Most IR horses and ponies have compensated insulin resistance, in which normoglycemia or mild hyperglycemia is accompanied by hyperinsulinemia.24,25 Prolonged hyperinsulinemia increases the risk for laminitis and other diseases.1–4 Therefore, the reduction of basal insulin secretion is an important part of the treatment for this condition. Metformin may be a good therapeutic option for IR horses and ponies because it is reported26,27 to enhance insulin sensitivity of peripheral tissues but does not stimulate insulin secretion by pancreatic β cells.28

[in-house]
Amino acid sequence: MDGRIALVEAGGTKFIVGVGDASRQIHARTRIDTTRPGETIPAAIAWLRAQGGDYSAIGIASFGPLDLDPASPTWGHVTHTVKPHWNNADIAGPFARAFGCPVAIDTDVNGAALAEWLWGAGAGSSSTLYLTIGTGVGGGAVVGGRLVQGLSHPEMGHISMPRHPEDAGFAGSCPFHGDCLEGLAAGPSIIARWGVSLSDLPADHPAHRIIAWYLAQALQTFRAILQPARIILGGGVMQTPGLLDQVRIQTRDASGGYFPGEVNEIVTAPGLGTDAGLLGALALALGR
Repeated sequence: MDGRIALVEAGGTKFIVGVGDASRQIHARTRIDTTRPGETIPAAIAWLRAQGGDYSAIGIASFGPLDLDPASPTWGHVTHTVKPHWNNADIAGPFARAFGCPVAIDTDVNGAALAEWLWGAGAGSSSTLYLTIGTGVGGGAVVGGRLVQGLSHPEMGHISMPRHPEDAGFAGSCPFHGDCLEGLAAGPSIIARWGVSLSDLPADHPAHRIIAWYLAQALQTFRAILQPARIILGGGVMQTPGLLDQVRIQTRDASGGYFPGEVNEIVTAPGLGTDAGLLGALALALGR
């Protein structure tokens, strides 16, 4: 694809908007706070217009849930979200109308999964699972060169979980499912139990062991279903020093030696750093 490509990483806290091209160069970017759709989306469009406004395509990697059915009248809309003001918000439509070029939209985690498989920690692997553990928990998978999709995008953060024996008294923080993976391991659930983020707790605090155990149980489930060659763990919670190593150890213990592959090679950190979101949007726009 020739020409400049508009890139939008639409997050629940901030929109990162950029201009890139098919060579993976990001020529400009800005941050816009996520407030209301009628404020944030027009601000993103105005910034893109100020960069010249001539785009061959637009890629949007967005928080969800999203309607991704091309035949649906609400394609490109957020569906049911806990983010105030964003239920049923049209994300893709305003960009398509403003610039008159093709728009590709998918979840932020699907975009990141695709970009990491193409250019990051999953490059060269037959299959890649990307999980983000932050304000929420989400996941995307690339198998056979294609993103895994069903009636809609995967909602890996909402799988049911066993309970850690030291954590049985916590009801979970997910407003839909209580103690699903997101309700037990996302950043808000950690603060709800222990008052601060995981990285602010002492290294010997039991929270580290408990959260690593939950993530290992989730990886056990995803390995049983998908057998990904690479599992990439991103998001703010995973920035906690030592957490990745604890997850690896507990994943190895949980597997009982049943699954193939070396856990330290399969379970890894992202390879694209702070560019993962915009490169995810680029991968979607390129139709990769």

Reported doses of metformin in humans range from 500 to 2,550 mg/d (6.25 to 31 mg/kg/d),12 and this dose range is similarly reported in published studies6,8,9,13,14 of metformin use in horses. However, there are marked interspecies differences in pharmacokinetics of various drugs; the adaptation of metformin regimens established in humans for use in horses may not be appropriate.29 In humans, the Tmax of metformin after oral administration is 1 to 3 hours,16,17,19,30 which approximates the finding of the present study in the IR ponies where the Tmax was detected approximately 1 hour after administration, similar to the findings reported by investigators in a study14 of metformin in healthy horses. The t1/2 of approximately 12 hours that was determined for ponies after administration of metformin via nasogastric tube in the present study is similar to a t1/2 of 4 to 12 hours determined after oral administration in humans.16,17,19,30,31 To the authors' knowledge, this information has not been reported for horses prior to the present study.